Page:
The second best news for Cubs fans (and it was a hard-luck runner up) is that several teams (all of them in the NL West, for some reason) have interest in Ryan Theriot. Being on their team. I know, right?

The Cubs haven’t won a World Series since the year the Baseball Writers Association of America was founded (1908). Think I’m jaded against the beat writers? Now you know why.


The Artist’s Cafe on Michigan Ave. in Chicago has a Crispy Fried Chicken Platter that comes with french fries and onion rings.

The leading candidate in the 2011 managerial search is Gallagher.

This is the absolute worst time to trade Carlos Zambrano.

I like hearing all the trade rumors. It’s like playing “let’s pretend the Cubs have different players,” but without having to watch them actually play.

Before you complain about paying over $250 so your family can watch the Cubs lose in person, consider that the Ricketts family paid $845 million.

I’m no fan of raging alcoholic rowdiness at Wrigley, but isn’t curtailing alcohol sales to Cubs fans like taking away anesthesia during heart surgery?

Andrew Cashner needs to go back to the starting rotation. In Iowa. Right now. No offense.

The Cubs bullpen.

The Ted Lilly as Chuck Norris meme has this going for it: the Cubs are as unwatchable as any movie or television show starring Chuck Norris.

It’s not all that much more fun writing about the Cubs than it is watching them. But I can’t complain. I mean, I can complain about the Cubs, but I won’t complain about writing about them because . . . well, because I’m lying. Complaining about the Cubs is a lot more fun than watching them lose.

If the worst of your problems is being a Cubs fan, you live a charmed existence.

George Ofman Joins Us for a Trade Deadline Edition of WTF

WGN’s George Ofman took a break from fielding the calls from angry/delusional Cubs fans to call into our sarcastic corner of Cubdom on Wrigley Talk Friday with Julie from LOHO and Tim from Aisle 424. He had some intriguing perspectives on the Cubs’ next manager, the return of Carlos Zambrano, and recent developments from the talks between the Cubs and Dodgers about a deal that would send Ted Lilly and Ryan Theriot to the land of Mannywood. Two big shockers: the Cubs have known they were out of it as long as we have, and Hendry had a chance to pull the trigger on a deal that would have sent Ryan Dempster to La-La Land. Listen in the sidebar player or here.

Many thanks to George, who blogs on That’s All She Wrote and tweets under his eponymous handle.  Kudos to Julie for bringing in a steady stream of great guests, including next week’s guest, former Cub Doug Glanville. Stay tuned!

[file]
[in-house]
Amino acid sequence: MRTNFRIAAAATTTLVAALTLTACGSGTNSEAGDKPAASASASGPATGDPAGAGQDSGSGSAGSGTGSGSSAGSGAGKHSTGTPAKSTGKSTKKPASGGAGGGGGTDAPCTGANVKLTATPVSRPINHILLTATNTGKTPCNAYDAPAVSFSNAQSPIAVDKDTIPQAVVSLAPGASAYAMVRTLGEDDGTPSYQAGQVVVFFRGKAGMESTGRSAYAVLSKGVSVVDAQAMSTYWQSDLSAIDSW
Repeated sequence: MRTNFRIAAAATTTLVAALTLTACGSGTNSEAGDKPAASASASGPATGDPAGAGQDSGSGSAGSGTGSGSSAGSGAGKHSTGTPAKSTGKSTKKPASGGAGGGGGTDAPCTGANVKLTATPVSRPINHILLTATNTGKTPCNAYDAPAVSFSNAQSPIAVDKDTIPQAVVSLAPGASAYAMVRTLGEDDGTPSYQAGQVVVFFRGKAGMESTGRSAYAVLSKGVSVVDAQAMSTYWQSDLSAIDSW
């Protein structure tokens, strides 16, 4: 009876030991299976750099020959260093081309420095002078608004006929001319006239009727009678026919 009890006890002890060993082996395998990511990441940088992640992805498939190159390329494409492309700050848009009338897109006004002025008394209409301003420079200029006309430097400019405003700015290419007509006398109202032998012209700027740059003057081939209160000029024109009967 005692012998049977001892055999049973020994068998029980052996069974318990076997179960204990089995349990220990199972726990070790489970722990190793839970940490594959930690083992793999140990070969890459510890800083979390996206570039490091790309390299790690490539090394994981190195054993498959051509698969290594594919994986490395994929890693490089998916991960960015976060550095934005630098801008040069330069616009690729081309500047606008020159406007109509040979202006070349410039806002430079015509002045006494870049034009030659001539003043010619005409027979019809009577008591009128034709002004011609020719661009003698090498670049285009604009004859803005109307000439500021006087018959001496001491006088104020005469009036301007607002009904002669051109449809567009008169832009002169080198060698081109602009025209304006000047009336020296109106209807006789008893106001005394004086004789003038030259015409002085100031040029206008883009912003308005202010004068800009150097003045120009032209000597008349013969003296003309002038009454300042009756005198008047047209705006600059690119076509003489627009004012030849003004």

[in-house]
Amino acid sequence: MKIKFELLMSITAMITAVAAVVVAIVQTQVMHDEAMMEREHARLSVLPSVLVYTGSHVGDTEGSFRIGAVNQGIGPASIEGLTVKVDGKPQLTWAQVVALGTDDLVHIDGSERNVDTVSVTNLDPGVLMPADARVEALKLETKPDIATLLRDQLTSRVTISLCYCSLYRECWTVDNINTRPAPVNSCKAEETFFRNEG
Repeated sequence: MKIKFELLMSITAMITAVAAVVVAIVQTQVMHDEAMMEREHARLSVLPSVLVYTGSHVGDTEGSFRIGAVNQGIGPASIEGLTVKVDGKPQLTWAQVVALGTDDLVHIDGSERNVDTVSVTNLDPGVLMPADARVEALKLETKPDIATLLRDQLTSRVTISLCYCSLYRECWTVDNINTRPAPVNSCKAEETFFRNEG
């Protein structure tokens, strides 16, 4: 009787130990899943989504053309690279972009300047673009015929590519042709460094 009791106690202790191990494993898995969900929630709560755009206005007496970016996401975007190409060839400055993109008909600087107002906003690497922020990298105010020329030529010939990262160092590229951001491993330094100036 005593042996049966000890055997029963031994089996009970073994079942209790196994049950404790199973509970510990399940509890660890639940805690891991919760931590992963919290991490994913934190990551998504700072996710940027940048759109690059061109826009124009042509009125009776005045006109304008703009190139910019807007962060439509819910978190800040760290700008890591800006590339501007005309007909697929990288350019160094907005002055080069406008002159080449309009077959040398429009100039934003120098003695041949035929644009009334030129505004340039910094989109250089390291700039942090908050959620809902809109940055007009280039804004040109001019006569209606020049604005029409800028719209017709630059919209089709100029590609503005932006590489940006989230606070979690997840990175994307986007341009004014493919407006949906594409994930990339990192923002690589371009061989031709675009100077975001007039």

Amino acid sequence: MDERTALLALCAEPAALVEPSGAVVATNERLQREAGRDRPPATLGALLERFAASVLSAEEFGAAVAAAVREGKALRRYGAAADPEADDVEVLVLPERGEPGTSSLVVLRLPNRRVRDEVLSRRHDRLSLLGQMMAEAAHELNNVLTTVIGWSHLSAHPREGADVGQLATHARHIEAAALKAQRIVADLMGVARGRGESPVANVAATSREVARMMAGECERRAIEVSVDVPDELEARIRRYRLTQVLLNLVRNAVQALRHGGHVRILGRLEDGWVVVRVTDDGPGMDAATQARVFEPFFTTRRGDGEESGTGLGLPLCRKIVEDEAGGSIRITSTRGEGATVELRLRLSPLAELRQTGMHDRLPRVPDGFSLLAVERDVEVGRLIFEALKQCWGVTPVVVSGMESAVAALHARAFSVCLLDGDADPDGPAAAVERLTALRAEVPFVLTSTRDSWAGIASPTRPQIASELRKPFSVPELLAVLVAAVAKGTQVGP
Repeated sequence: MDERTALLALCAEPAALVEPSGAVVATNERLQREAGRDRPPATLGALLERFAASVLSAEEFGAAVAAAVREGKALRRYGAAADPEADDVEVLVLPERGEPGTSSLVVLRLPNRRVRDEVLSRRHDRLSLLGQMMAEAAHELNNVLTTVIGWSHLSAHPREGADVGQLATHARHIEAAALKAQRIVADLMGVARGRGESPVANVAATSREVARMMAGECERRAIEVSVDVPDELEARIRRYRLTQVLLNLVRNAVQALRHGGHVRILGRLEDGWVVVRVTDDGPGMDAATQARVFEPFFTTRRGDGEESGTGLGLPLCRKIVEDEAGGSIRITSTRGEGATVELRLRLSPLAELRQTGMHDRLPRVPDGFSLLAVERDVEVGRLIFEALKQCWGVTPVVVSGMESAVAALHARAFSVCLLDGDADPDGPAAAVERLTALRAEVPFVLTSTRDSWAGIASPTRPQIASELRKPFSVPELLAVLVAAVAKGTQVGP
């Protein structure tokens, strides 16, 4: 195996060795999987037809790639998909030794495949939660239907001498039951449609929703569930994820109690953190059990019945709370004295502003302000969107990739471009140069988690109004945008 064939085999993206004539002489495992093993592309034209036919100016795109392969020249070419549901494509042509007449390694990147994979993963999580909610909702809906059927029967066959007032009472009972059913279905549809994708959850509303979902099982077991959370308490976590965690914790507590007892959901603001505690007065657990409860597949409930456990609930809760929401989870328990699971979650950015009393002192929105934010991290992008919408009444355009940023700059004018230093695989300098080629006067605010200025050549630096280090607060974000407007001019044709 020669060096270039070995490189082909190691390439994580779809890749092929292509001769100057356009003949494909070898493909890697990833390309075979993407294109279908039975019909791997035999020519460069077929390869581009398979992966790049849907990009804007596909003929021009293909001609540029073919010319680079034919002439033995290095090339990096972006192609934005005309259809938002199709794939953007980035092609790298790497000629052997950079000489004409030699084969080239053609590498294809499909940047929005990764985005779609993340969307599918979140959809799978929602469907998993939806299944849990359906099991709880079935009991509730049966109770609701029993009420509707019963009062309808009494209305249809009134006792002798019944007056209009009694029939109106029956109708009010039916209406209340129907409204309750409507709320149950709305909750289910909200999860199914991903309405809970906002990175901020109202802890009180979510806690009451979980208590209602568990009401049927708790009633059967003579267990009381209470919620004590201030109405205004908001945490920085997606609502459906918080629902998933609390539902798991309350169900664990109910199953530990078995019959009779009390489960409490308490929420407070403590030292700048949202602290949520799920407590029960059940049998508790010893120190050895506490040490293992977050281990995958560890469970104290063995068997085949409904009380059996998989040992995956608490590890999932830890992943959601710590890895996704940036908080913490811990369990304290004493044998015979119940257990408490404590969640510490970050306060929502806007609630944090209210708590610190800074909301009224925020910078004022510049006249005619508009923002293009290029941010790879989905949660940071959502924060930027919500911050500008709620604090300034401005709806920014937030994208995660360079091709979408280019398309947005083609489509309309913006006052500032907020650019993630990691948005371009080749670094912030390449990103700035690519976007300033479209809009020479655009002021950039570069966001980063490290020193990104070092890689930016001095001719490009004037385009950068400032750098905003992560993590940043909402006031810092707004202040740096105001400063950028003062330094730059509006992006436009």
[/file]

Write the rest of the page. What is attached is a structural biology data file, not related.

Zambrano Fails to Apologize to Starving Children

When do they get their dinner, Carlos? And when do they get their apology?

I said yesterday that Carlos Zambrano said all the right things in his apology to the fans and his general statement that everything about his dugout tirade was wrong, but that was before I had all the facts. It has since come out that Zambrano has yet to apologize to the Cubs as a congregation. He hasn’t even embroidered all his shirts and jerseys with the scarlet A for Anger as ordered by Pastor Morrissey.

Sure, Zambrano has apologized to players individually, but what about the team as a whole? What about the Wrigley Field ambassadors? What about the children? Never mind the convenient fact that Zambrano has been separated from the Cubs by an average of 1,000 miles since he was suspended. That doesn’t change the fact that he’s apologizing in the absolute wrong order.

The first person he needed to apologize to was obvious, but whether he did that or not is between him and DeRosa. After that, he should have apologized to Derrek Lee. Okay, he did that, too, but only once? Another 99 are in order, and they should all be in public and/or under the supervision of a priest. Next comes his teammates, coaches, agents, and every innocent bystander.

Next he should have apologized to the media, starting with the white guys. Sullivan, Morrisey, Telander, Wittenmyer, Kaplan: these guys feared for their lives when Zambrano’s rage boiled over. No, he didn’t hurt anybody—this time—but he looked like he wanted to. The fact that he made his apology in an interview with Pedro Gomez won’t be lost on them. You could cut the racial tension with a knife, which is exactly what the Chicago sports media is afraid of.

But the most overlooked group on Zambrano’s apology waiting list, with its chronology screwed up beyond even Quentin Tarantino’s comprehension, are the millions of starving children around the world. While they looked on in horror, the biggest, whiniest, most spoiled child of them all went out to dinner with the manager of the opposing team. Zambrano stuffed his petulant face with dinner, completely deaf to the rumbling empty stomachs of those less fortunate than himself.

But himself is all Zambrano thinks about. He’s sorry. He was wrong. He is embarrassed by his actions. He is trying to improve the way he handles his anger. Selfish, racist, diva. This apology was all about him. The families of the victims of the Hindenburg disaster? Never even crossed Zambrano’s mind.

Zambrano: I’m Sorry, Cubs Fans

Carlos Zambrano is sorry, and he wants the world to know. The statements he made (quoted in that ESPN Chicago article) are pretty much exactly what people are looking for from a guy after an embarrassing episode. The video is more an apology to the fans, which, again, is exactly what the Cubs organization is expecting from Zambrano.
They’re also expecting him to pitch better, so we can only hope there’s some connection between his composure in general and his abilities on the mound. I’ve always doubted that to be true, but I hope I’m wrong. Will writing in his anger journal every time he gets mad really help him locate his cutter?
Hey, maybe it will. No one who watches the Cubs with any interest can deny that emotional investment in this team has its share of physiological effects. Fans get nervous during games, so players undoubtedly do too. The difference in most professional athletes, or any public performer for that matter, is that they can harness the nervous energy as a catalyst, propelling them to even better levels of performance than they would otherwise achieve. That’s why we cheer, isn’t it, to provoke such a response?